Tuesday, 2 May 2017

Binding a Spring Cloud Task to a Pivotal Cloud Foundry Database Service

I previously blogged about how to create and deploy a Spring Cloud Task to Pivotal Cloud Foundry (PCF) as shown below.


Taking that same example I have used the Spring Cloud Connectors to persist the log output to a database table to avoid looking through log files to view the output. Few things have to change to make this happen as detailed below.

1. We need to change the manifest.yml to include a MySQL service instance as shown below

- name: springcloudtask-date
  memory: 750M
  instances: 1
  no-route: true
  health-check-type: none
  path: ./target/springcloudtasktodaysdate-0.0.1-SNAPSHOT.jar
    - pmysql-test
    JAVA_OPTS: -Djava.security.egd=file:///dev/urando

2. Alter the project dependancies to include Spring Data JPA libraries to persist the log output to a table. Spring Cloud Connectors will automatically pick up the bound MySQL instance and connect for us when we push the application to PCF



3. A Entity class, Spring JPA repository interface and a JPA task Configurer has been created for persisting the log output as shown in the code below.

package pas.au.pivotal.pa.sct.demo;

import javax.persistence.*;

@Table (name = "TASKRUNOUTPUT")
public class TaskRunOutput
    @GeneratedValue(strategy = GenerationType.AUTO)
    private Long id;

    private String output;

    public TaskRunOutput()

    public TaskRunOutput(String output) {
        this.output = output;

    public Long getId() {
        return id;

    public void setId(Long id) {
        this.id = id;

    public String getOutput() {
        return output;

    public void setOutput(String output) {
        this.output = output;

    public String toString() {
        return "TaskRunOutput{" +
                "id=" + id +
                ", output='" + output + '\'' +

package pas.au.pivotal.pa.sct.demo;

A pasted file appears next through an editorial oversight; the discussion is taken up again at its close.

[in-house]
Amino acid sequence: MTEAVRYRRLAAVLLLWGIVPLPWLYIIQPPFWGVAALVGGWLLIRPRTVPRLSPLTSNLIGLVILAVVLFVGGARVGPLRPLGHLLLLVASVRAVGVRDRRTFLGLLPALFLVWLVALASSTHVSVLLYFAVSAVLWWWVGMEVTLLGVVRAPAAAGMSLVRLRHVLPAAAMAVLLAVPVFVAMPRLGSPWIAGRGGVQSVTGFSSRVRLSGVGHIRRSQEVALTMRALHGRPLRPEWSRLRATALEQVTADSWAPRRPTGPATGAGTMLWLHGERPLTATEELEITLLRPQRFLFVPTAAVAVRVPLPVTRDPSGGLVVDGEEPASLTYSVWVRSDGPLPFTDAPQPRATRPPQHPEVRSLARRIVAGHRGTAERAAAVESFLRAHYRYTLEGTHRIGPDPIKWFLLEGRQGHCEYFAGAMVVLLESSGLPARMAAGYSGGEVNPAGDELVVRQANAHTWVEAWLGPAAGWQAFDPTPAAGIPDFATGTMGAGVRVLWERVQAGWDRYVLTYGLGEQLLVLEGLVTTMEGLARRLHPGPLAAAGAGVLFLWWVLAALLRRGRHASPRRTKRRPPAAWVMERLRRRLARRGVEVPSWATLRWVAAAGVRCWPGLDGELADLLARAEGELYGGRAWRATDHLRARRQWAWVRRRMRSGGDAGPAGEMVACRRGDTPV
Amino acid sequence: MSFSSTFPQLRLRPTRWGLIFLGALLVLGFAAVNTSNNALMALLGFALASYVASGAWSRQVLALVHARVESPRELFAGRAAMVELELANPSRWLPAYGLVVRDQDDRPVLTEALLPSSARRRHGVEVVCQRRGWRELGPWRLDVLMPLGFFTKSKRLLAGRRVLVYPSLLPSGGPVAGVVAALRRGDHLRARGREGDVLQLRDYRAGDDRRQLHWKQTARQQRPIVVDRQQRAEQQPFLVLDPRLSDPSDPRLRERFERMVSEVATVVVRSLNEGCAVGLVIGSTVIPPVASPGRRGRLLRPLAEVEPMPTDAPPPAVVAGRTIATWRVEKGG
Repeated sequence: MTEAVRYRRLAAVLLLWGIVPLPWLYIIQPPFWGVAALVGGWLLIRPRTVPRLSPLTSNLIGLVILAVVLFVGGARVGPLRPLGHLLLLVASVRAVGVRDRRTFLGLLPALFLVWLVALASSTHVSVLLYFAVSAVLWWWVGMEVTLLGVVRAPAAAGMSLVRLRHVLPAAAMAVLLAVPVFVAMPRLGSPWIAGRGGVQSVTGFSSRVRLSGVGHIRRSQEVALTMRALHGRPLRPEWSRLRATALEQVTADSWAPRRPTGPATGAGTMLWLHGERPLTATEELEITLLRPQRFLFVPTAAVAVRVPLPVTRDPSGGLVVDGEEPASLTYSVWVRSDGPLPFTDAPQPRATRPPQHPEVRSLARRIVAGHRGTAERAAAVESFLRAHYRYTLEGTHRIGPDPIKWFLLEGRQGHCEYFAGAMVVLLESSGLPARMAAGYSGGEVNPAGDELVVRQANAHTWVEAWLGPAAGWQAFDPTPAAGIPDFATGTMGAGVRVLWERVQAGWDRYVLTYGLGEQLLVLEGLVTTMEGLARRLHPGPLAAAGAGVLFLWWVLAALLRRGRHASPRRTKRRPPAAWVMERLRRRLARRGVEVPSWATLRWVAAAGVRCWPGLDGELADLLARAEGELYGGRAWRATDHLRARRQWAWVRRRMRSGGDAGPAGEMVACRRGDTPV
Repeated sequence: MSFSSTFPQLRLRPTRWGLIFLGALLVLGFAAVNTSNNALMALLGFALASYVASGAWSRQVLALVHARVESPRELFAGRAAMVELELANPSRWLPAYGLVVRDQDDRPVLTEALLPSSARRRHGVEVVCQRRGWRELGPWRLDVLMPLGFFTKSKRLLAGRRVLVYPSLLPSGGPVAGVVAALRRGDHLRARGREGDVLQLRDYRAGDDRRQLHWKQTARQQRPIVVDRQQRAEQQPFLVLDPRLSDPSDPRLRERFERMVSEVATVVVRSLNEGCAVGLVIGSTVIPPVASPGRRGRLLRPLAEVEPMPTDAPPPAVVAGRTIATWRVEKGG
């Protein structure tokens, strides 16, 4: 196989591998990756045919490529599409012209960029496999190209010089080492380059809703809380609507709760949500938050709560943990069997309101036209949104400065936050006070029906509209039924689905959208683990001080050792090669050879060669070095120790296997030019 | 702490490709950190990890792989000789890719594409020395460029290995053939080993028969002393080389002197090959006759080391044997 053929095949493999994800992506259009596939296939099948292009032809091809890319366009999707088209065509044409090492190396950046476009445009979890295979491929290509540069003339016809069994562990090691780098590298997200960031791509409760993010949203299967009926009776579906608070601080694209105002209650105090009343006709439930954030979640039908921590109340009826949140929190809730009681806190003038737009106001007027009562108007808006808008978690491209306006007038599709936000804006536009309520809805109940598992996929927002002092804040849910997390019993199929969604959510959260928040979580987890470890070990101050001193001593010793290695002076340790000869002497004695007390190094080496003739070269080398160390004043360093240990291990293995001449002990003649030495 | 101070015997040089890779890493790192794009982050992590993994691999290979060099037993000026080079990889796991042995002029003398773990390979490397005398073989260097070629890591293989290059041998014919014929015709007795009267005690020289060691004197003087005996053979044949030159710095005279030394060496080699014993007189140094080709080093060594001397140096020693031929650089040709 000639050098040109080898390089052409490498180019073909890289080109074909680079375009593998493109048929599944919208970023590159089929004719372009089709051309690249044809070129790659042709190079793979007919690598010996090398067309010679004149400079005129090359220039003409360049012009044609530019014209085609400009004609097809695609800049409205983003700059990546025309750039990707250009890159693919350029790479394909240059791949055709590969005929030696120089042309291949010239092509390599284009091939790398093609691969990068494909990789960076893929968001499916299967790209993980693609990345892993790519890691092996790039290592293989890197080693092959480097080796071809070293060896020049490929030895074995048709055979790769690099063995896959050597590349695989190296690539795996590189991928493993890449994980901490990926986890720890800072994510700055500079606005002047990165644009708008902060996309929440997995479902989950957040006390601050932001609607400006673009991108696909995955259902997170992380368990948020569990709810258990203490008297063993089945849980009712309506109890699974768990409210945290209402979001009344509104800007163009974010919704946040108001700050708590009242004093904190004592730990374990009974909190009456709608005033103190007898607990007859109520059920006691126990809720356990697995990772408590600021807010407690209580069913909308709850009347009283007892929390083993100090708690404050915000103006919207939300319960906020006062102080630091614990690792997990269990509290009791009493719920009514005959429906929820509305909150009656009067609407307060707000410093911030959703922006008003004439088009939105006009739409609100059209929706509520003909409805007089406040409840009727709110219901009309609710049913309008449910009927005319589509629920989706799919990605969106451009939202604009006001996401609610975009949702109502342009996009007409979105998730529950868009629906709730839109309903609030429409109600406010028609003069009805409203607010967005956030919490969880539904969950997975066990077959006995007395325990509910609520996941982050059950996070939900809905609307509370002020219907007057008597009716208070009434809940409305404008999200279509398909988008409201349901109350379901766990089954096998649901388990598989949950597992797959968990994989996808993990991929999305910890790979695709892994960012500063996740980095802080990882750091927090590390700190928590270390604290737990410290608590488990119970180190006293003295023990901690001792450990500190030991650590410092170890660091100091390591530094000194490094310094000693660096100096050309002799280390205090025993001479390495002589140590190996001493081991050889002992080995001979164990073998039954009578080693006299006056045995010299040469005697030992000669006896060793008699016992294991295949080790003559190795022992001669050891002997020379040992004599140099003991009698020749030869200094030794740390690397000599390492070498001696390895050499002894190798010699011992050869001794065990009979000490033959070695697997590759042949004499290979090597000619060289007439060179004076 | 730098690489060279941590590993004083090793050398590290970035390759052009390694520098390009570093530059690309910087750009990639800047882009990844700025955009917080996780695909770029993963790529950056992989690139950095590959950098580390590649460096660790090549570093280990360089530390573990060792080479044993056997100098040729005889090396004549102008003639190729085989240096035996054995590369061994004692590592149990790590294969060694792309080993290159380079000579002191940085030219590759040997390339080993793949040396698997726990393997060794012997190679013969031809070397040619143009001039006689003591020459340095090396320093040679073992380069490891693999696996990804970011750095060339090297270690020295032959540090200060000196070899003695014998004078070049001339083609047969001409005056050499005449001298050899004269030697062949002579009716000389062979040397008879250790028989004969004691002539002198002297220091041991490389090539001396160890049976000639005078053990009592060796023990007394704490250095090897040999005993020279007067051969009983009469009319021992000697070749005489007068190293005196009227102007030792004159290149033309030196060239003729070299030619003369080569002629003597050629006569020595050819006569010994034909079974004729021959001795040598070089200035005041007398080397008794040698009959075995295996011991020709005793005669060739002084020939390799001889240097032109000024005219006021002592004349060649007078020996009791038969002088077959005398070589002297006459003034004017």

import org.springframework.data.jpa.repository.JpaRepository;

public interface TaskRepository extends JpaRepository <TaskRun, Long>

package pas.au.pivotal.pa.sct.demo.configuration;

import java.text.SimpleDateFormat;
import java.util.Date;

import org.apache.commons.logging.Log;
import org.apache.commons.logging.LogFactory;
import pas.au.pivotal.pa.sct.demo.TaskRunOutput;
import pas.au.pivotal.pa.sct.demo.TaskRunRepository;

import org.springframework.beans.factory.annotation.Autowired;
import org.springframework.cloud.task.configuration.DefaultTaskConfigurer;
import org.springframework.cloud.task.listener.annotation.BeforeTask;
import org.springframework.cloud.task.repository.TaskExecution;
import org.springframework.orm.jpa.JpaTransactionManager;
import org.springframework.stereotype.Component;
import org.springframework.transaction.PlatformTransactionManager;

public class JpaTaskConfigurer extends DefaultTaskConfigurer {
 private static final Log logger = LogFactory.getLog(JpaTaskConfigurer.class);

 private PlatformTransactionManager transactionManager;

 private TaskRunRepository taskRunRepository;

 public PlatformTransactionManager getTransactionManager() {
  if(this.transactionManager == null) {
   this.transactionManager = new JpaTransactionManager();

  return this.transactionManager;

 public void init(TaskExecution taskExecution)
  String execDate = new SimpleDateFormat().format(new Date());
  taskRunRepository.save(new TaskRunOutput("Executed at " + execDate));
  logger.info("Executed at : " + execDate);

4. Now as per the previous blog execute the task and verify it completes without error. The screen shot below shows how the "Tasks" tab shows this

Note: You would need to PUSH the application to Pivotal Cloud Foundry before you can execute it which is shown on the original blog entry

5. Now if you follow this blog entry below you can deploy a Web Based interface for Pivotal MySQL instance to view the table and it's output


With Pivotal MySQL*Web installed the output can be viewed as shown below.

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